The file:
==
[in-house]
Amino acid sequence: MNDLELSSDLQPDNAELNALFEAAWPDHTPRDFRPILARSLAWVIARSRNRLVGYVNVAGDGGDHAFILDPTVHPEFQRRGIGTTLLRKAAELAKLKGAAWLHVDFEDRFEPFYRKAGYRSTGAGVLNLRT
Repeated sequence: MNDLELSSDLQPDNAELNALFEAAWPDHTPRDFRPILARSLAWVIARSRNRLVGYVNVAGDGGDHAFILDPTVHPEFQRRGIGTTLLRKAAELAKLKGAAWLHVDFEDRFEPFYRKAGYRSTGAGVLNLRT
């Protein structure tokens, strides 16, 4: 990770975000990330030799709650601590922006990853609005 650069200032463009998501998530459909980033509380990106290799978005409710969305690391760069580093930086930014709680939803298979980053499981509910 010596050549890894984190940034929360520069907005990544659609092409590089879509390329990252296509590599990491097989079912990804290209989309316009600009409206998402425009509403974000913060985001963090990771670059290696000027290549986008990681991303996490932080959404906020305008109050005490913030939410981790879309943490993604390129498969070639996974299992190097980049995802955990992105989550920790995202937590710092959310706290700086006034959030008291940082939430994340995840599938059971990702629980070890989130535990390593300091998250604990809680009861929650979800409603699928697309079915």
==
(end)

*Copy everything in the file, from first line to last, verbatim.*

[in-house]
Amino acid sequence: MNDLELSSDLQPDNAELNALFEAAWPDHTPRDFRPILARSLAWVIARSRNRLVGYVNVAGDGGDHAFILDPTVHPEFQRRGIGTTLLRKAAELAKLKGAAWLHVDFEDRFEPFYRKAGYRSTGAGVLNLRT
Repeated sequence: MNDLELSSDLQPDNAELNALFEAAWPDHTPRDFRPILARSLAWVIARSRNRLVGYVNVAGDGGDHAFILDPTVHPEFQRRGIGTTLLRKAAELAKLKGAAWLHVDFEDRFEPFYRKAGYRSTGAGVLNLRT
């Protein structure tokens, strides 16, 4: 990770975000990330030799709650601590922006990853609005 650069200032463009998501998530459909980033509380990106290799978005409710969305690391760069580093930086930014709680939803298979980053499981509910 010596050549890894984190940034929360520069907005990544659609092409590089879509390329990252296509590599990491097989079912990804290209989309316009600009409206998402425009509403974000913060985001963090990771670059290696000027290549986008990681991303996490932080959404906020305008109050005490913030939410981790879309943490993604390129498969070639996974299992190097980049995802955990992105989550920790995202937590710092959310706290700086006034959030008291940082939430994340995840599938059971990702629980070890989130535990390593300091998250604990809680009861929650979800409603699928697309079915």